Now a pediatric anesthesiologist at Boston Children’s and an associate professor of anesthesia at Harvard Medical School, Dr. Houck left critical care in 2005. However, she says she continues to benefit from the knowledge she gleaned from the specialty.

“It allows you to have a broad perspective and enriches your life,” she said. “I feel like I’d had a lot more balance than some of my colleagues because of my experiences.”

AAP involvements

Dr. Houck joined the AAP as a resident, having worked with District VI Chair Dennis M. Cooley, M.D., FAAP, and his predecessor Pamela K. Shaw, M.D., FAAP, at the University of Kansas Medical Center. After joining the Section on Anesthesiology and Pain Medicine (SOA) nearly 30 years ago, she has been in leadership positions almost continuously since 1998.

She has chaired the SOA Executive Committee and served as a member of the Committee on Drugs. Since 2015, she has been a member of the Section Forum Management Committee and chair of the Surgical Advisory Panel, the only non-surgeon ever elected to this role.

In the latter role, Dr. Houck frequently was invited to attend AAP board meetings to share her perspective. She believes she serves an important role in helping general pediatricians understand the challenges and insights of their surgical counterparts.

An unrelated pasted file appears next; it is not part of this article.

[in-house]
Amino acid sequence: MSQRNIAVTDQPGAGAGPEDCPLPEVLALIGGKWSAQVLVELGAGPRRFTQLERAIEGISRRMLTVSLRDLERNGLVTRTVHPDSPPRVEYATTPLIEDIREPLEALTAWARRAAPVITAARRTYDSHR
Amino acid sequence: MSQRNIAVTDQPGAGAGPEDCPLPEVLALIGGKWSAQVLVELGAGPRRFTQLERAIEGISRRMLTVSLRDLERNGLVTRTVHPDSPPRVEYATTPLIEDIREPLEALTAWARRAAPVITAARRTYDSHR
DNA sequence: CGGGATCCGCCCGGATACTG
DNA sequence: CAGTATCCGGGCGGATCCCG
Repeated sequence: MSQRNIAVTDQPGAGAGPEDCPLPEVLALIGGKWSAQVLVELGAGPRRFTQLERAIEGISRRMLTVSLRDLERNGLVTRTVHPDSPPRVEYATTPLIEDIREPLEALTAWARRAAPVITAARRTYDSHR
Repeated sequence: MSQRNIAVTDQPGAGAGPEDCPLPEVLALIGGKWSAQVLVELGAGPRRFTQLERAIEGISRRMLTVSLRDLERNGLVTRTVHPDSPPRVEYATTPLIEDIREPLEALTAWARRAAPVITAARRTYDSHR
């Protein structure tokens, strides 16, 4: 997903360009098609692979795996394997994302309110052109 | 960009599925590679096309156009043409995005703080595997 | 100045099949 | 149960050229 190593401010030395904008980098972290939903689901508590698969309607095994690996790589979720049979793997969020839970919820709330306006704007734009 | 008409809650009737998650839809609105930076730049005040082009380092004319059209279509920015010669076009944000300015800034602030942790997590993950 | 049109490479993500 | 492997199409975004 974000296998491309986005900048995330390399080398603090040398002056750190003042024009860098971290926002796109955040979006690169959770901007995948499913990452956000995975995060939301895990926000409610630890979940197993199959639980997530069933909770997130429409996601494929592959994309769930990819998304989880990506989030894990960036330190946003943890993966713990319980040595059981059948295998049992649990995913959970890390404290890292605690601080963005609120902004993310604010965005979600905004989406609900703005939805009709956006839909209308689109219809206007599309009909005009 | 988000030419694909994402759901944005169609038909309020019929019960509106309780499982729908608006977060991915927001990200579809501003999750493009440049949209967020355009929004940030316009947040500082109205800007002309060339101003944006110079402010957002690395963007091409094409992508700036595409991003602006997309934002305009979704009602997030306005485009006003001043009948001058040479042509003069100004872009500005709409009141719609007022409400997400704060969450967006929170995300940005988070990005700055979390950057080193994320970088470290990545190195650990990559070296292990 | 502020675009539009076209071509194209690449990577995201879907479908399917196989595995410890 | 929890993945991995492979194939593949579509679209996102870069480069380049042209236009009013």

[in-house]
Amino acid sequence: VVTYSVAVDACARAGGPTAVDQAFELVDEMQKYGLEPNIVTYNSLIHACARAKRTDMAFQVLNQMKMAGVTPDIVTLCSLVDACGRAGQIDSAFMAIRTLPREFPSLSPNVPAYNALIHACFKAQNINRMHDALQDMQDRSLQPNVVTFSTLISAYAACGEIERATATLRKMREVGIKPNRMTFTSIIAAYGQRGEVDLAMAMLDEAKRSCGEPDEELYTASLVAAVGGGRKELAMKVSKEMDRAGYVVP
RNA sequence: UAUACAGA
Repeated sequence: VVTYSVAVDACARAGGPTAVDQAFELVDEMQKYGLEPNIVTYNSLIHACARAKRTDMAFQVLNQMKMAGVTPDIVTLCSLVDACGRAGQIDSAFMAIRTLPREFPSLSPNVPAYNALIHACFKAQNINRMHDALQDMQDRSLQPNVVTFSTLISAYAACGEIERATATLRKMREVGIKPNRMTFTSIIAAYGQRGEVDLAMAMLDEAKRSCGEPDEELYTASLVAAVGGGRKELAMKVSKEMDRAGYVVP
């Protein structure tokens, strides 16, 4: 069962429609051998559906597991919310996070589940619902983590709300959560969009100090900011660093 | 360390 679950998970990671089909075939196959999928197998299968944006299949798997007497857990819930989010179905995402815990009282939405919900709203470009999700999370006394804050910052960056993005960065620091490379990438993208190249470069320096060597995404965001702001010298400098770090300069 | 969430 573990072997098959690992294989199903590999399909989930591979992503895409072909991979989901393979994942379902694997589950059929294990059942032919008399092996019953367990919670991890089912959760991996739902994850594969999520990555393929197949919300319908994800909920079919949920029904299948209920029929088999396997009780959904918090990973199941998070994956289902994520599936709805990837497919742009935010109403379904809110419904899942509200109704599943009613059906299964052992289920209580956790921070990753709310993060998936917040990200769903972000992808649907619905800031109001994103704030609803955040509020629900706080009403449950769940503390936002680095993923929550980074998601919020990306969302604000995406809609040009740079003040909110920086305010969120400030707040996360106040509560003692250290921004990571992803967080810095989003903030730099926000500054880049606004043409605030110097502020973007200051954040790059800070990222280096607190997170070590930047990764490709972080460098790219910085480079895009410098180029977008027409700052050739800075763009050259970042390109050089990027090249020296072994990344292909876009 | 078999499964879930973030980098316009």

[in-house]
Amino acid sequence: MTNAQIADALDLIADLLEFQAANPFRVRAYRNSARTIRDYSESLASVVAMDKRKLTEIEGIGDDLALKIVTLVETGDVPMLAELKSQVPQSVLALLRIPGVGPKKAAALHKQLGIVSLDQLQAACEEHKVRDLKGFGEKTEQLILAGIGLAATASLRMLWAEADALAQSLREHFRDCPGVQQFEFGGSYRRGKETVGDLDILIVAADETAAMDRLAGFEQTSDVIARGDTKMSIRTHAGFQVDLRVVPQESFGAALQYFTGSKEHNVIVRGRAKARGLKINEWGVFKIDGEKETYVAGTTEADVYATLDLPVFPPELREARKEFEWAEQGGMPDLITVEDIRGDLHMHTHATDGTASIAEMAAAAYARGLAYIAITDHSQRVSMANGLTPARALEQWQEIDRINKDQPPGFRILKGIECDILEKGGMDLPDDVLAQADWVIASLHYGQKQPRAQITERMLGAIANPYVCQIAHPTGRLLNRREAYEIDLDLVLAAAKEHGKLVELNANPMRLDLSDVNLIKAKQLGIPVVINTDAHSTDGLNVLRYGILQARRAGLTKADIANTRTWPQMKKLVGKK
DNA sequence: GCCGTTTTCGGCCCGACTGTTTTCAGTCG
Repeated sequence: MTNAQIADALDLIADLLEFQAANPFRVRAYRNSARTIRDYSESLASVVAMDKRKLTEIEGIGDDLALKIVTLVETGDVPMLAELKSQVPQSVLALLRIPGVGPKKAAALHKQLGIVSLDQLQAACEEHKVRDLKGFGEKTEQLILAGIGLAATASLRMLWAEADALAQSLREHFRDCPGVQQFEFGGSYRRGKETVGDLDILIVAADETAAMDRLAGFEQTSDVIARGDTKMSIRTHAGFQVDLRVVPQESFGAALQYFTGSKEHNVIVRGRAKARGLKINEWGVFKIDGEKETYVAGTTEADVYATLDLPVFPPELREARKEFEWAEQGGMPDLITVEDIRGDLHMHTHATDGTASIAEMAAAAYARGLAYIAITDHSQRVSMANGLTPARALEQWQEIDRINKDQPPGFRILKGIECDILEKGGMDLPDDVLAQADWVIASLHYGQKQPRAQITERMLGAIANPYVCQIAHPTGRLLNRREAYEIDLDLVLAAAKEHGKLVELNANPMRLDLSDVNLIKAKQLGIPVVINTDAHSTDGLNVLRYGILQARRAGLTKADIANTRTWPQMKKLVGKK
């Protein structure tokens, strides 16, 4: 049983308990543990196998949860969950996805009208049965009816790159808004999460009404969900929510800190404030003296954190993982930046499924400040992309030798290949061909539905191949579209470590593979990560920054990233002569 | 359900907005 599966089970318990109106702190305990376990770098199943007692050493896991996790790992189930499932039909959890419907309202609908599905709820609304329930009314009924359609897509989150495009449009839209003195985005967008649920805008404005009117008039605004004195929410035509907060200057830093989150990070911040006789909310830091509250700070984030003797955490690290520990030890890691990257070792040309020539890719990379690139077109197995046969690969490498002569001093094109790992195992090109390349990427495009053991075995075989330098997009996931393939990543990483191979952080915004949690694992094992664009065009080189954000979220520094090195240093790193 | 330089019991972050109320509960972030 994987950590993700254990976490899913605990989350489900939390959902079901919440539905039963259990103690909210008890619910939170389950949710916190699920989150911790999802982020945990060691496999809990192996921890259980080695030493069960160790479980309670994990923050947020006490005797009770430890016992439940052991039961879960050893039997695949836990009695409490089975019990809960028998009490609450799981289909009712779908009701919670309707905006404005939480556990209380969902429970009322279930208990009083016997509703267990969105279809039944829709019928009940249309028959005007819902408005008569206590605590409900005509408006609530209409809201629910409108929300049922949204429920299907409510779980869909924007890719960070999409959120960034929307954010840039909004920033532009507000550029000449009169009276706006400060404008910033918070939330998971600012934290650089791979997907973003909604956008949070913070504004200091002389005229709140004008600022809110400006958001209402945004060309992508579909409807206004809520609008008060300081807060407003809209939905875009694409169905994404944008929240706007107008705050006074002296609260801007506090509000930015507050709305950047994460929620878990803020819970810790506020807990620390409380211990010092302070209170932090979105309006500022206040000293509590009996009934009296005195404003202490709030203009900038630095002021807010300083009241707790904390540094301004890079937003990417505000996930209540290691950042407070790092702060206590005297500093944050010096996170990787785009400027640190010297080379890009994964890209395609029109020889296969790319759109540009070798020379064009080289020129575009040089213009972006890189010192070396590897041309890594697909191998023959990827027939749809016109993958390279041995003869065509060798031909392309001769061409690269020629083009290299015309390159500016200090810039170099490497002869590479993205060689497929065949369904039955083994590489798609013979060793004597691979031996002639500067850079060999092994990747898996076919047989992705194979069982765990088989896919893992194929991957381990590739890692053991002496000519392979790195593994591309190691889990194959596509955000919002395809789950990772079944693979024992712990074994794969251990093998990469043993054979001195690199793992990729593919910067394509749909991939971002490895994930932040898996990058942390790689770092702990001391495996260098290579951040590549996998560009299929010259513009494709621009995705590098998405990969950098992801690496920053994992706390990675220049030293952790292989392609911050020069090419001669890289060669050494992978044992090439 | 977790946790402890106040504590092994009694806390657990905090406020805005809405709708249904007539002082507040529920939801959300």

“It’s often hard for pediatricians to know what we do, because we are different, but we all take care of kids. We felt they really don’t have much of an understanding as to what goes on in some of the pediatric specialties,” she said. “I have always felt like I had my feet in both areas, being able to consider the needs of pediatric surgical specialists and the needs of pediatricians. I live in both worlds so I can extend a hand.”

Dr. Houck’s leadership experience and skill set made her the ideal candidate for the board’s first at-large member representing pediatric surgical specialists, her colleagues said.

“She is a pediatrician at her core, greatly respected by her surgical colleagues, has strong leadership skills and a broad knowledge of the AAP, numerous innovative ideas and the highest ethical standards,” said Ann R. Stark, M.D., FAAP, immediate past chair of the Section Forum Management Committee.

In her free time, Dr. Houck enjoys traveling with her husband, Don Haber. They gravitate toward historical places and museums, drawn to the opportunity to learn something new.

They often visit Washington, D.C. — one of their favorite cities — to see their son, Adrian Haber, an engineer who works for NASA’s Goddard Space Flight Center in Greenbelt, Md.

“It’s his dream job,” Dr. Houck said. “He jokes that it’s not rocket science. It’s rocket engineering.”

As she forges new professional frontiers of her own, Dr. Houck has not forgotten how she once was discouraged from studying medicine because of her gender. She hopes her example inspires other women to pursue their dreams.

“I'm particularly proud of the fact that I've had a lot of obstacles put in front of me, especially being a woman, and I’ve never given up. I keep moving forward. I dusted myself off and just kept going,” she said. “I hope I am showing women in my department that they can do all of the things that are available.”